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Throngs of Residents Opposing Big A1A Development Fail to Stop Board’s Unanimous OK

| October 10, 2017

It appewared as if most of the population of the Lakeside By the Sea development on A1A at the north end of the county turned out at a planning board meeting Tuesday evening, to oppose a development at the north and southern ends of Lakeside. (© FlaglerLive)

It appeared as if most of the population of the Lakeside By the Sea development on A1A at the north end of the county turned out at a planning board meeting Tuesday evening, to oppose a development at the north and southern ends of Lakeside. (© FlaglerLive)

Countering strong opposition from would-be neighbors, the Flagler County Planning Board Tuesday evening voted unanimously to recommend approval of a pair of developments totaling 190 homes that would bookend north and south side of Lakeside By the Sea, part of the Matanzas Shores development on State Road A1A, at the northern edge of the county.

The development–called Los Lagos (The Lakes) or Las Casitas (The Little Houses)–is headed by John Kiddy of Jacksonville and the Atlee Development Group, behind a corporation called Duval Realty Trust. Approval was recommended by the county’s planning department. Adam Mengel, the county’s planning director, said the application is consistent with the county’s land development code.

Planning board members had plenty of empathy for opponents of the development. But at the end of a nearly-three hour hearing, they had no legal standing, they said, to oppose it. “If we have not found anything wrong with staff’s findings, what choice do we have?” Art Barr, a member of the planning board, said.

Board members said they’d had numerous concerns about the development initially. But the evening’s concessions by the developer and legal clarifications by the county attorney were enough to sway them in favor of the proposal, as did the revision of some of the application’s wording to formalize some of those concessions. “It comes down to property rights,” Mark Langello, one of the planning board members, said, suggesting that the opposition was driven in part by a not-in-my-backyard impulse.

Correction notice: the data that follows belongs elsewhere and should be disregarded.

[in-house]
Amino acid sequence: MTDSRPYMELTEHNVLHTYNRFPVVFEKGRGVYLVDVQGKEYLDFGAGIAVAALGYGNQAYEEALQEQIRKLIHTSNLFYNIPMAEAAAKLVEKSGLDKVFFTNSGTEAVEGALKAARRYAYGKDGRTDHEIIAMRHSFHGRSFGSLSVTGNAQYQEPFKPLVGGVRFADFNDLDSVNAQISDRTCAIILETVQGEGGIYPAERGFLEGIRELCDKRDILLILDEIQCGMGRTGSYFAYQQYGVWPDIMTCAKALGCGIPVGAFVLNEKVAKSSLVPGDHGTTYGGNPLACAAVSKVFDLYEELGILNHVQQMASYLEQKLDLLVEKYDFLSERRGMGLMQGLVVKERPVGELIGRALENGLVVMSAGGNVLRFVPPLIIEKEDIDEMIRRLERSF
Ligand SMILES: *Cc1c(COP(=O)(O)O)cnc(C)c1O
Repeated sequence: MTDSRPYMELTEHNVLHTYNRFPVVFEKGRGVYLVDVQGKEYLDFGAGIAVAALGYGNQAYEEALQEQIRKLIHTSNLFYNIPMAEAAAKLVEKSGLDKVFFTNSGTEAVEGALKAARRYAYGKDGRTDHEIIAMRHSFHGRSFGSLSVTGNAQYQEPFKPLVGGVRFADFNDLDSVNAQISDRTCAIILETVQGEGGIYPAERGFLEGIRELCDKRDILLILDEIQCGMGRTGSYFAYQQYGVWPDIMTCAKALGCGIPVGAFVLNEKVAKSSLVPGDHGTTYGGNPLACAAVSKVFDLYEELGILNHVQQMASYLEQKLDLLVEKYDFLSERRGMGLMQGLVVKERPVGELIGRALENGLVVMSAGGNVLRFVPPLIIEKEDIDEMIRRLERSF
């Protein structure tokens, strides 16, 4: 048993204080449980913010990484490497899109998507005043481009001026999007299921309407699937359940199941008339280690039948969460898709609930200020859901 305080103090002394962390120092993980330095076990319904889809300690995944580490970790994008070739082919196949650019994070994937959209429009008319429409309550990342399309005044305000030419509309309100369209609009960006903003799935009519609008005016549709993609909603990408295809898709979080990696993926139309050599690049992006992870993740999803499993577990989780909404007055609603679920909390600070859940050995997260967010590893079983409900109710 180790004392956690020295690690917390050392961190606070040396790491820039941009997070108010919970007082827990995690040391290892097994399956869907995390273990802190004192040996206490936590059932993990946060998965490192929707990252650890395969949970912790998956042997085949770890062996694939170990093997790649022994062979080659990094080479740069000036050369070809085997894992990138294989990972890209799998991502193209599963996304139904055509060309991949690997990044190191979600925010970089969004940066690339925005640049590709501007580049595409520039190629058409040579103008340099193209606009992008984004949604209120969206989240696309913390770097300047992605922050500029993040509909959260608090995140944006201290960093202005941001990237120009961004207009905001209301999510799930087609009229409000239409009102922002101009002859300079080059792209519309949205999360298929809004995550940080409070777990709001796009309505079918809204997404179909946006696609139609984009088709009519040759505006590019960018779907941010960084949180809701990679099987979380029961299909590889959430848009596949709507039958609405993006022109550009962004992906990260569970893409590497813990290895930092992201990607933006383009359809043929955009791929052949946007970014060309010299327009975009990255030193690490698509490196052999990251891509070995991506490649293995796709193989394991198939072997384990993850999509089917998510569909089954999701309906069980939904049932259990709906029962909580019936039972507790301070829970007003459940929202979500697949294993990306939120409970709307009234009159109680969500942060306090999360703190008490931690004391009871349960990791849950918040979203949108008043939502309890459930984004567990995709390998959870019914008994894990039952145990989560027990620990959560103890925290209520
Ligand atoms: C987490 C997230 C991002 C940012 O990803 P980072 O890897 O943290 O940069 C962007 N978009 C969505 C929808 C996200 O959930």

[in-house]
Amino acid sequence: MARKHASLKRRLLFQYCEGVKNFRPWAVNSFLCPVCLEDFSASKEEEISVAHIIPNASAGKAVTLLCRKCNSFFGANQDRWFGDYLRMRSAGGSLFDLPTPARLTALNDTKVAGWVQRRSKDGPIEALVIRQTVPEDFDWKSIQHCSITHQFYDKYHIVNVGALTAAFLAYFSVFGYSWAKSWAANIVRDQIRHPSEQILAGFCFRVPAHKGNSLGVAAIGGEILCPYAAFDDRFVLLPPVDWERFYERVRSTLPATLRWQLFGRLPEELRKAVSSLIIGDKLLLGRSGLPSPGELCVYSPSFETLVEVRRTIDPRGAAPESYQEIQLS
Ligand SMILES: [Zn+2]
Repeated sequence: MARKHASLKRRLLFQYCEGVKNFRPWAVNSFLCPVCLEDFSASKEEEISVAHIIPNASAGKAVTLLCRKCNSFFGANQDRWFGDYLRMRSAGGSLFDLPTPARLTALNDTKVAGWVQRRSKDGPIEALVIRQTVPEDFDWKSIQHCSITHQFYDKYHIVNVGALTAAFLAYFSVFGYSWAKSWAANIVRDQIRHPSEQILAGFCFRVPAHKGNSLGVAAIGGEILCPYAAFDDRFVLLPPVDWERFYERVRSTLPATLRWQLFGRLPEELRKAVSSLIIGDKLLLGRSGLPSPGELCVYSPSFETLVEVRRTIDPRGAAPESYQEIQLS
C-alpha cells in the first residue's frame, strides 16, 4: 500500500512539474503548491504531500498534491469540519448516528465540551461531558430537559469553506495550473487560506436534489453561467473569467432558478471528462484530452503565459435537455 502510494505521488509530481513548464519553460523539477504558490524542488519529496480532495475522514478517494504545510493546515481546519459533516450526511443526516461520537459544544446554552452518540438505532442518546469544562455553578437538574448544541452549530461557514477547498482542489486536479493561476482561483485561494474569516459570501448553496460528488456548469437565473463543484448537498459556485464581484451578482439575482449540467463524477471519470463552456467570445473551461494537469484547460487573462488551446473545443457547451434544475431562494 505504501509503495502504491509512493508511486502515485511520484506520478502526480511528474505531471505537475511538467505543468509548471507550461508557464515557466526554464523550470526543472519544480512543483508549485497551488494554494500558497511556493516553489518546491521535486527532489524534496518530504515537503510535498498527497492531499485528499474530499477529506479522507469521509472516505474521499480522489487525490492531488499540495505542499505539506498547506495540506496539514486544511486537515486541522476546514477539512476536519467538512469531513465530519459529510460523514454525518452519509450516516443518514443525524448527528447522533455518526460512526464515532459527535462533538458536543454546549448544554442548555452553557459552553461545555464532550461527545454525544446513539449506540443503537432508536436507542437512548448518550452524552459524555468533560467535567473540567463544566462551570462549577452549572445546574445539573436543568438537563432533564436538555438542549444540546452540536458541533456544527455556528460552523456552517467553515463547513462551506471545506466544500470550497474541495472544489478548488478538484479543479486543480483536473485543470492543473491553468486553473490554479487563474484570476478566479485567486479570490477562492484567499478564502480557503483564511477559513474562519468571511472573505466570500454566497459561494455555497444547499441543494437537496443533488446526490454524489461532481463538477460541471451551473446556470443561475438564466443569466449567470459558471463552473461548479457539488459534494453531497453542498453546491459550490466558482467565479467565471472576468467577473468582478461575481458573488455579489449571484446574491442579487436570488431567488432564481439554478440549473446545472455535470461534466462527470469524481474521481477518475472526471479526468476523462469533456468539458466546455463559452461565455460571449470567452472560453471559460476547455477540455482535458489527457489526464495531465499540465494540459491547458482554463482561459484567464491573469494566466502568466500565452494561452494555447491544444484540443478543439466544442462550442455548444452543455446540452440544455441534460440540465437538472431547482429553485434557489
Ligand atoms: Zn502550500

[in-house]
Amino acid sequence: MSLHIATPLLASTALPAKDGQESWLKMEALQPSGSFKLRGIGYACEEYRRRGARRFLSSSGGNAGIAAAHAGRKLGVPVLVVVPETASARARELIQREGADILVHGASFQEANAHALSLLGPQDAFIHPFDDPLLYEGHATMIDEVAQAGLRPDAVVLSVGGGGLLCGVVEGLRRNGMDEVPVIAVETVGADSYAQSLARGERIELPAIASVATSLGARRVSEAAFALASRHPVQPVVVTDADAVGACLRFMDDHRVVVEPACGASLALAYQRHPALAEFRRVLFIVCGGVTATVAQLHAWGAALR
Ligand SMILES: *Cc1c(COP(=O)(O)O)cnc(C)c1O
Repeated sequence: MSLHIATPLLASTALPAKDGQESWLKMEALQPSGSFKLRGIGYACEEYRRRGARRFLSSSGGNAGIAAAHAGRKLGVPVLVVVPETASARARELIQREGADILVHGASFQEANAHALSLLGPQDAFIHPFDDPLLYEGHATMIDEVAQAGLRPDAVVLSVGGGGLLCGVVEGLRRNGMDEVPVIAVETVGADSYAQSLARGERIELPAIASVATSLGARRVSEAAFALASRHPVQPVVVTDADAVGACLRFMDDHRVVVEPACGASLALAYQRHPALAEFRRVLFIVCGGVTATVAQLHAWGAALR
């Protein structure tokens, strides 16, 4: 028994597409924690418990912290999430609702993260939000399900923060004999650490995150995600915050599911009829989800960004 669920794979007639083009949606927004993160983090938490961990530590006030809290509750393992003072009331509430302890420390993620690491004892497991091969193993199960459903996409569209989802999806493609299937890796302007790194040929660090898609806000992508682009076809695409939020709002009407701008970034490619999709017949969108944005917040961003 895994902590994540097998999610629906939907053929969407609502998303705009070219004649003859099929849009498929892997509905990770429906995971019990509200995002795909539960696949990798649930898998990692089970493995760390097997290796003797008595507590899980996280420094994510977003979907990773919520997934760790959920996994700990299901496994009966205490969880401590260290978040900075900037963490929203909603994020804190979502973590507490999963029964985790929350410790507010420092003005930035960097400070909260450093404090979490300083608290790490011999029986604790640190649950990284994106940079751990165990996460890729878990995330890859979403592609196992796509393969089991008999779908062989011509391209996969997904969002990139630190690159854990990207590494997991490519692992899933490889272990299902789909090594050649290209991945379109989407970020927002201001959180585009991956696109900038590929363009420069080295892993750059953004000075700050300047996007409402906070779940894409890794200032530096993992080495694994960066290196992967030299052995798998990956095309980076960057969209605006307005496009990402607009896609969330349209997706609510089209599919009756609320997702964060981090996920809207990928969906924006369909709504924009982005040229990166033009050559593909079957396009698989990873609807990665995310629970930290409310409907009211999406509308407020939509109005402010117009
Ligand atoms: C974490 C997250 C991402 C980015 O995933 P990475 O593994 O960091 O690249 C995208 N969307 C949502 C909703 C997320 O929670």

The planning board’s approval is itself merely a recommendation to the Flagler County Commission, which must ratify the proposal before it can go ahead. No date has been set for the county commission’s hearing, which is expected to draw similarly organized opposition from Lakeside. But tonight’s vote only builds momentum for the development’s eventual approval.

The proposal drew fierce, at times angry opposition from what looked like the near-totality of the residents of Lakeside, a development totaling 126 homes: Close to 100 people turned up at tonight’s meeting, almost all of them opposed to the new development. Their opposition belied an agreement that had been signed between the Matanzas Shores Homeowners’ Association and the Lakeside Homeowners Association in May, seemingly green-lighting the development.

Several residents ridiculed the agreement, questioning its validity, calling it the work of a former president of the Matanzas association who had never disclosed that he had once been a consultant for the developer, accusing that former president of collusion with the developer, and pointing to the agreement as an example of the lack of transparency and shiftiness that has accompanied the crafting and negotiations around the project.

Residents also talked of the more recent concerns about flooding, which they say will be intensified by more construction to the point of making it “an existential threat” to Lakeside, in the words of one resident—Carol Scott, a member of the Scenic A1A board—or concerns about the size of the proposed homes: three-story, five-bedroom structures residents of Lakeside say will not fit architecturally or aesthetically with the Mediterranean look of their one-level homes.

Peter Duhart speaking to the Planning Board this evening.

Peter Duhart speaking to the Planning Board this evening.